Does BDD Help With Manual Testing
Does BDD Help With Manual Testing?
This question came up recently, and it's a good one.
The answer is YES.
If you're a manual tester, or just getting into automation, BDD can feel a bit intimidating.
But it turns out, it can be a fast track to more effective agile testing, even if you don't write a line of code!
Well, there are two main ways that BDD practices can help with manual testing.
The first benefit is probably the biggest one.
The BDD process (not the tools, not the automation, not the Given..When..Then format, but the process) is designed to build a shared understanding of the requirements, and uncover the things you don't know early, rather than later.
So when you practice BDD (properly!), your team take deliberate action and get a much more solid understanding of the requirements they are trying to build, before they start building it.
And this is a game changer.
Even if you do zero test automation. Even if you only focus on manual and exploratory testing.
Let's dig deeper.
In BDD, everything starts with a conversation. Teams that practice BDD get together before a sprint starts. They talk about how the user will interact with the application to get their job done, and about the business rules and constraints that apply.
And they identify a few key examples that can be used to prove that the feature does what it's supposed to do.
But they don't just chat over a coffee - it's a deliberate, structured conversation with well defined methods.
There's a bit of an art to doing it, but it's pretty easy once you know how.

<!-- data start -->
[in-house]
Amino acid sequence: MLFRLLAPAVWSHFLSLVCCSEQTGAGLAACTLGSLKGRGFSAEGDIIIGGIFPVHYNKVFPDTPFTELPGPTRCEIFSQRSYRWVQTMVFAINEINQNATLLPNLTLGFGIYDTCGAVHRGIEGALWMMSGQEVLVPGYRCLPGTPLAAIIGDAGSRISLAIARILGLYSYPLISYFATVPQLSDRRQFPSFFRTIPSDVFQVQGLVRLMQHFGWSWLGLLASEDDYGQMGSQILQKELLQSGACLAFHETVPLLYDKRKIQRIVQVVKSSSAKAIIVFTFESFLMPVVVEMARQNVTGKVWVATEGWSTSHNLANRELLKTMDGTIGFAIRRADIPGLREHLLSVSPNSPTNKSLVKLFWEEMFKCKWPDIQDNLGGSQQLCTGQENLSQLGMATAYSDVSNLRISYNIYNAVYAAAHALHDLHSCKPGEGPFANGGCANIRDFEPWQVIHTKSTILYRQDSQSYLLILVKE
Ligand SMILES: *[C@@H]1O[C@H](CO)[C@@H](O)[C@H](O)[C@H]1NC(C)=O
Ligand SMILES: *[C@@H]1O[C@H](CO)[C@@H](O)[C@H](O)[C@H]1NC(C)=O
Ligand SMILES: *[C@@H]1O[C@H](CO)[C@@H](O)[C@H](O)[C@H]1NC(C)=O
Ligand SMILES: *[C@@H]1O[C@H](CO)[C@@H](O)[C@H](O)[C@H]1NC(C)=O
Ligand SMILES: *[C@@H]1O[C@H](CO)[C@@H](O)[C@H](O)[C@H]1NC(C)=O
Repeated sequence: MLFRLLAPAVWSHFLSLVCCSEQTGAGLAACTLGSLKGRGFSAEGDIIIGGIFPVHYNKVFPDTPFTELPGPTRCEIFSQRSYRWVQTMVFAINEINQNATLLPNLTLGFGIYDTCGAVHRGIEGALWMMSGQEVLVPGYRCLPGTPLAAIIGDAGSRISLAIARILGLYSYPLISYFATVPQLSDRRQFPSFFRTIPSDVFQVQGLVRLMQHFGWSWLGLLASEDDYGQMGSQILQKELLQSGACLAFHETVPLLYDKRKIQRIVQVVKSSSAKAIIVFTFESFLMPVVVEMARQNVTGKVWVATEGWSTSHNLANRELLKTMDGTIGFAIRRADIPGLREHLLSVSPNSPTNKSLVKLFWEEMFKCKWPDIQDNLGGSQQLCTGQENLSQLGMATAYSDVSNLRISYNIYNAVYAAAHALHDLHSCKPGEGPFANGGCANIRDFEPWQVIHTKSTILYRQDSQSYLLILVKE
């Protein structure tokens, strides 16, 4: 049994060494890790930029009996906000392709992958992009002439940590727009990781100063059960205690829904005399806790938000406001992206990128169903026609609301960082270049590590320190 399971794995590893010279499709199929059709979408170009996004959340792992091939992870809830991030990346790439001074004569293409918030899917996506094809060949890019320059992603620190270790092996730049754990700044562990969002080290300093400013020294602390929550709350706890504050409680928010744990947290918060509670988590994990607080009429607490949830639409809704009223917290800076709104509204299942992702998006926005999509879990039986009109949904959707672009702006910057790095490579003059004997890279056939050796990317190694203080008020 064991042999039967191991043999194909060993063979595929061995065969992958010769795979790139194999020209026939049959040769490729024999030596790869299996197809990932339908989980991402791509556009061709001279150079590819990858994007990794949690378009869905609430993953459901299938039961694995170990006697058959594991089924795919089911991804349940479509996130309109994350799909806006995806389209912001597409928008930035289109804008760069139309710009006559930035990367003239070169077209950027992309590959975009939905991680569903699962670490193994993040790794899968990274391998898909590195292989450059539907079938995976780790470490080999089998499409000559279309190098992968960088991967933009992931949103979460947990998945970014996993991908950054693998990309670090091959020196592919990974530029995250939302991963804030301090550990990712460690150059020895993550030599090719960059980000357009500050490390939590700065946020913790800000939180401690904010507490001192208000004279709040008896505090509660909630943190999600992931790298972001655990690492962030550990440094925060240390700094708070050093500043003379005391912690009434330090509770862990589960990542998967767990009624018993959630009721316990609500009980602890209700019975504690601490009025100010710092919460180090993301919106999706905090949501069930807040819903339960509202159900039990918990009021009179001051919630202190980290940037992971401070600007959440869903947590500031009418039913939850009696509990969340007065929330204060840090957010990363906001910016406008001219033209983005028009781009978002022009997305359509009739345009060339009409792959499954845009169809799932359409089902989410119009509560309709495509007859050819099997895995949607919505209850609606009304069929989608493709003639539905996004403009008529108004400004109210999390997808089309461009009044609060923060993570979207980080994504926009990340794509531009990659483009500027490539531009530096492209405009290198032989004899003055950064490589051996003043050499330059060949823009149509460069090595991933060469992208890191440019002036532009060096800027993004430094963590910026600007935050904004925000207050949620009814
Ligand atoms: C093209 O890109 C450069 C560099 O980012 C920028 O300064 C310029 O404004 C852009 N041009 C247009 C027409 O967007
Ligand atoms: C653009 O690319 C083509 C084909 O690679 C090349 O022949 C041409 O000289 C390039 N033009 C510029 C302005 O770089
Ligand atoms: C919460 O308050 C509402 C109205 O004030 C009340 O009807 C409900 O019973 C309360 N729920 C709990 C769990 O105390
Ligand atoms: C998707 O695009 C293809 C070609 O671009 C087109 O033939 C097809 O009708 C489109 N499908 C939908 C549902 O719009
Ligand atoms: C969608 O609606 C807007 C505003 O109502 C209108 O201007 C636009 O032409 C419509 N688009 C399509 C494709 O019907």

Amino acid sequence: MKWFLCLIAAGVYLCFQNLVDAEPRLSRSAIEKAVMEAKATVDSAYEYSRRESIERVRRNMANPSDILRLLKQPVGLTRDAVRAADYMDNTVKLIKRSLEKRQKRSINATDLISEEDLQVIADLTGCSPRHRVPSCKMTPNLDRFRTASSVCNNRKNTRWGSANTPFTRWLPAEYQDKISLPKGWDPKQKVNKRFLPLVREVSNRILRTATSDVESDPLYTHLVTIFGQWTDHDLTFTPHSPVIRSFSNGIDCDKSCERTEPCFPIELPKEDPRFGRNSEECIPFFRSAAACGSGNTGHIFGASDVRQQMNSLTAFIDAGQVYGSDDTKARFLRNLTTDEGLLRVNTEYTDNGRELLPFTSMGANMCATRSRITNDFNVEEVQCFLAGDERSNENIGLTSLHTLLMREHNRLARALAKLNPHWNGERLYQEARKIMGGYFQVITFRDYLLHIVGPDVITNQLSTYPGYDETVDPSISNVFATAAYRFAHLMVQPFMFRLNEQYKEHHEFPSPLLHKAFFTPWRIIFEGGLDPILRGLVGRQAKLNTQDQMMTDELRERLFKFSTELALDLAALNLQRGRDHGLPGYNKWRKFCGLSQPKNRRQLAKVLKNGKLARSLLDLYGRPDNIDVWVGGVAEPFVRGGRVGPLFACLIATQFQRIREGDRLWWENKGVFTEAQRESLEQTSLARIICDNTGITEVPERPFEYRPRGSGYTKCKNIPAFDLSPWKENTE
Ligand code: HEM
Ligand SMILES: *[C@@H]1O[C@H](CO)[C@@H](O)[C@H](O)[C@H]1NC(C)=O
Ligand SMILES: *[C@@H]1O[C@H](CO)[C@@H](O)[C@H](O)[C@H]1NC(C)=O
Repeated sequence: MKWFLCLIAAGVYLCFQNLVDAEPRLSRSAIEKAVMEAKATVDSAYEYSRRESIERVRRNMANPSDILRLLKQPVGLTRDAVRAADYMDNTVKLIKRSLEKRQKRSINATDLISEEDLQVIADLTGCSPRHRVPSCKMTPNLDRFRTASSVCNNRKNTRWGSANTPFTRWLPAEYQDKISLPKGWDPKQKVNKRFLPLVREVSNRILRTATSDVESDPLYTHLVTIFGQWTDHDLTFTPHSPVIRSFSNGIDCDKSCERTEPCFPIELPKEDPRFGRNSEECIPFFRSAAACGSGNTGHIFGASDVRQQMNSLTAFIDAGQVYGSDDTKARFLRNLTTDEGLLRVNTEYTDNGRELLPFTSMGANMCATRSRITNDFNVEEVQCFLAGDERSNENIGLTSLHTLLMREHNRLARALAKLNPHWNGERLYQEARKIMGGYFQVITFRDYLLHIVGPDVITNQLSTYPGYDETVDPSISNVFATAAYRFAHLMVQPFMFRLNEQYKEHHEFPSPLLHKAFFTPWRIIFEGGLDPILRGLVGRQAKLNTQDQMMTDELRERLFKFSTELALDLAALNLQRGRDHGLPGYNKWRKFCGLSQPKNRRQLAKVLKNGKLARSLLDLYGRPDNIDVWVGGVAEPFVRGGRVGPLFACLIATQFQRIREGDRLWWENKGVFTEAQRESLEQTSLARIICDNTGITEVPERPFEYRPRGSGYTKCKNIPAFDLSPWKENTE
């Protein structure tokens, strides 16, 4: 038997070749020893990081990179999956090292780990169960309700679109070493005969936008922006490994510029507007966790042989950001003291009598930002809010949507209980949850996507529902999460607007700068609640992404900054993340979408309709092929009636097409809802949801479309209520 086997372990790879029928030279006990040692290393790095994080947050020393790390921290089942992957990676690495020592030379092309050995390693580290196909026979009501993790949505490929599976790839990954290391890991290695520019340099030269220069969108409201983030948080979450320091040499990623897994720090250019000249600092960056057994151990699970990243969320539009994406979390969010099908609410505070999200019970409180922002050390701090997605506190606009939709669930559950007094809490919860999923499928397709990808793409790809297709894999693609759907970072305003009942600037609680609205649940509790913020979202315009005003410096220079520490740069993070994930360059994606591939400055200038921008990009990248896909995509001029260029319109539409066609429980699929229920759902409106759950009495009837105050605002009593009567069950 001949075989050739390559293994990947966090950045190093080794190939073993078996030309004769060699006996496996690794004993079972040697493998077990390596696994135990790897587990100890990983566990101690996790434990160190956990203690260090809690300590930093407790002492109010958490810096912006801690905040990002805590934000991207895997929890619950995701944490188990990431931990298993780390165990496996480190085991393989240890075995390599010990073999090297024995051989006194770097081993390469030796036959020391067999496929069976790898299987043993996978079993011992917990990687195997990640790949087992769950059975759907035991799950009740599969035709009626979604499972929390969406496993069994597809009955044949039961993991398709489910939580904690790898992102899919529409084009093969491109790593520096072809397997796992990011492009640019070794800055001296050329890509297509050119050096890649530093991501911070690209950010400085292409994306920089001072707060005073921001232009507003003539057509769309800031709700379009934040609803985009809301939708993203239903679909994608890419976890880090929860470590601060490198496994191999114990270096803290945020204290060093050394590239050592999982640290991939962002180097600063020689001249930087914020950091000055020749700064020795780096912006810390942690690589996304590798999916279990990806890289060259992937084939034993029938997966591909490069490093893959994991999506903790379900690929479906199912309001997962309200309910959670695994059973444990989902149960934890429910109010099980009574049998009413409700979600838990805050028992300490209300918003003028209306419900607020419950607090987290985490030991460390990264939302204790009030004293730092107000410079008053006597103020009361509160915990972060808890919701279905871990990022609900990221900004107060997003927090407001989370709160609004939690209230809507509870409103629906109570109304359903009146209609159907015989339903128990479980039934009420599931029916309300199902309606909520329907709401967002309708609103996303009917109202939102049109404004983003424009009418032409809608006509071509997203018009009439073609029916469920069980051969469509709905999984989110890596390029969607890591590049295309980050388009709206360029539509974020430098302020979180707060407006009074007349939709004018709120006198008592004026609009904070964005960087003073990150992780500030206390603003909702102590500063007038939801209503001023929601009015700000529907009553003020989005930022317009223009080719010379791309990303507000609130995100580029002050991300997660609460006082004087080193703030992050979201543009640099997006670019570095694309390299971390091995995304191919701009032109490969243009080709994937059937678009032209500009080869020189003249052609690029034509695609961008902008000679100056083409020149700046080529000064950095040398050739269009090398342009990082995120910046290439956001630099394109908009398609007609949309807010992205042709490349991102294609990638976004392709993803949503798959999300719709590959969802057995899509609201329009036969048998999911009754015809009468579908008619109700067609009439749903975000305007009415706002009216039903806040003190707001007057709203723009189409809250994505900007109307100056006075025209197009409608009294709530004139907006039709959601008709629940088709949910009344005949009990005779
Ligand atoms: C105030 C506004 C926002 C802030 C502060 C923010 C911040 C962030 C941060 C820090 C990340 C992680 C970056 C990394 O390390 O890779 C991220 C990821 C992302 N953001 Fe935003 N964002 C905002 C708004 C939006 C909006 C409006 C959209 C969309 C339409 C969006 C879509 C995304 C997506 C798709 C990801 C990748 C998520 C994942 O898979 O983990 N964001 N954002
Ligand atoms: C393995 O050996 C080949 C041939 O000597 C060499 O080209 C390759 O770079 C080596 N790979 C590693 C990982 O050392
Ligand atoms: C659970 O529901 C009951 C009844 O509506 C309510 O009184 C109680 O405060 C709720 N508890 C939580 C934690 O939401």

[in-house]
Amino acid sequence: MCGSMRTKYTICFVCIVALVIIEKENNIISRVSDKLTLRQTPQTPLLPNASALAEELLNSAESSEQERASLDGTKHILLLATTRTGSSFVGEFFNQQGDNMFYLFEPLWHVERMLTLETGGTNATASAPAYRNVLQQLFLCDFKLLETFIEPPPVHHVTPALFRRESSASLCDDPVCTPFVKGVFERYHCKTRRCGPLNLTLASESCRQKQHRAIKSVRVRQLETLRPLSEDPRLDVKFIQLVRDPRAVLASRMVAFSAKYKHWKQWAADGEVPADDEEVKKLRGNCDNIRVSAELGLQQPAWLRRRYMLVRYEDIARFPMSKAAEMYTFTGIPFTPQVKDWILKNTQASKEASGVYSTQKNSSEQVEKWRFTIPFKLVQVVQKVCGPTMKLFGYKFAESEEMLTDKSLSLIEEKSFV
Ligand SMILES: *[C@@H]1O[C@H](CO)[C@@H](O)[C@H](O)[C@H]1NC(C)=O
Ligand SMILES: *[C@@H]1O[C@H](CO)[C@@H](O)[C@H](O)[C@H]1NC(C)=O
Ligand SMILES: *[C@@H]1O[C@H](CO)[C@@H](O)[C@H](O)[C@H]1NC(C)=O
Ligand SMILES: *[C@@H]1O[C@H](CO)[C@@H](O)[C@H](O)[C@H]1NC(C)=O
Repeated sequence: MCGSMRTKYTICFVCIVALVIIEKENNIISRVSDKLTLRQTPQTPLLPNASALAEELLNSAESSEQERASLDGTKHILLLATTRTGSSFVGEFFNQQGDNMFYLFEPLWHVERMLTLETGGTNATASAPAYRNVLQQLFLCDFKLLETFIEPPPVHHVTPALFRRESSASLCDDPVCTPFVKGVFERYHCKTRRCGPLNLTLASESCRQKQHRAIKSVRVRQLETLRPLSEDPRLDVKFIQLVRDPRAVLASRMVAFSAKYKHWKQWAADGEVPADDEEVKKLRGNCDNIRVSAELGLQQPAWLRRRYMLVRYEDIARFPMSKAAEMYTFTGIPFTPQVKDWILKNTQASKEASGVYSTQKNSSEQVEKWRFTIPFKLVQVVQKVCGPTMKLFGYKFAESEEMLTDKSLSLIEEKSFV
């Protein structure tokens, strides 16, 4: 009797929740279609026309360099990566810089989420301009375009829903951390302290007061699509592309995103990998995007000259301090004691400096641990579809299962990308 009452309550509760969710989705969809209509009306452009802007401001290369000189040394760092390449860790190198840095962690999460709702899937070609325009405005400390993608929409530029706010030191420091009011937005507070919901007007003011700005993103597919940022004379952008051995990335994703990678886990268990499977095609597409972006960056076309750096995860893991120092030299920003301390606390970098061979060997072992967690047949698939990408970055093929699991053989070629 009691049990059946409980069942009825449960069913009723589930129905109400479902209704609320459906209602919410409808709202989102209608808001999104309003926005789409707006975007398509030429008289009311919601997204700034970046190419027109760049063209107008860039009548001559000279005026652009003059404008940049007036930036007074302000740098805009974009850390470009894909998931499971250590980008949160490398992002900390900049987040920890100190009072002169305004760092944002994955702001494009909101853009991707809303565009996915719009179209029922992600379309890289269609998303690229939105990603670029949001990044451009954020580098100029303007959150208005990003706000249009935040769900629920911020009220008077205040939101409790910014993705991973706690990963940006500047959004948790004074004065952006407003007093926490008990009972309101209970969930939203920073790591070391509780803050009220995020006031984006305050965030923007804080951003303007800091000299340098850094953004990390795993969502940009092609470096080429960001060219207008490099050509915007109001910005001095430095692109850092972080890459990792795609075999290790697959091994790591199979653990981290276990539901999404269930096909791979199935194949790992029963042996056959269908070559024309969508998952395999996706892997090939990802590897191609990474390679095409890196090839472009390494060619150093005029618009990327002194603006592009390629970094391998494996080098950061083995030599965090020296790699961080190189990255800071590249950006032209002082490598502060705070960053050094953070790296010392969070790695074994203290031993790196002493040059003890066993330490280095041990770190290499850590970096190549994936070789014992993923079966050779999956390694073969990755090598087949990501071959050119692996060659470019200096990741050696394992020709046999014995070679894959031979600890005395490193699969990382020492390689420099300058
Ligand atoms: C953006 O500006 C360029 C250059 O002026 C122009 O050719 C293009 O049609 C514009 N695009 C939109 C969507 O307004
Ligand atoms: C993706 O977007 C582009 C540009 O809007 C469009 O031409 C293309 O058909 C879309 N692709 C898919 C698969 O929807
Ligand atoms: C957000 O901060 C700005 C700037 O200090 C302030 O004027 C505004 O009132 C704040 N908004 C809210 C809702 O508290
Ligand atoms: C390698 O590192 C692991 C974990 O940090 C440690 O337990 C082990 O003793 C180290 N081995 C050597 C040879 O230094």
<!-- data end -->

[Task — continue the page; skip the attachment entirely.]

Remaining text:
And automation in all that?
Well, the automation side of BDD speeds up the feedback cycle and automates the release evidence - it lets you know when a feature is done, and gives you some evidence that it actually works, automatically.
But the real value isn't the automation itself - its knowing what to automate.
Because if, as a team, you know what to automate, you also know what to test.
And if, as a team, you know what to test, you also know what to build.
And you (as a team) are likely to get the job done faster, and make fewer mistakes, because you (as a team) spent time thinking about all those scenarios and edge cases before you started the work.
That's one of the biggest benefits of BDD, and it doesn't need a line of automation code.
And the second benefit?
Well, even if all you do is identify your acceptance criteria and write them in a rigourous, structured testable format, even if you don't automate them straight away, it gives you a powerful basis for your manual and exploratory testing.
You start with the acceptance criteria (does the feature do what it's supposed to), and then you fan out from there with your exploratory testing.
And this is much more efficient, in my experience at least, than the old-school approach of writing reams of manual test cases in an Excel spreadsheet or some test management tool, then going through them one-by-one like a robot.
Give it a try and let me know how you get on!
If you want to dig deeper into understanding BDD and writing better BDD scenarios, make sure you check out the BDD Requirements Discovery Training in the Serenity Dojo Training Library. This in-depth video training covers"
- How to run requirements discovery sessions faster (and save time for yourself and for your team!)
- How to find more edge cases and tricky scenarios that would normally only be spotted during development or testing (or even in production!)
- How to eliminate defects before they happen (and bring your unplanned rework right down as well - some teams see defects drop by 80-90% using these techniques)
- How to make writing automated acceptance tests faster and more reliable (it's VERY hard to do in-sprint test automation without using these techniques)
- How to really master the Given..When..Then notation, so you can use it properly to save you time and effort!
If you're interested in doing BDD well, you really should check it out!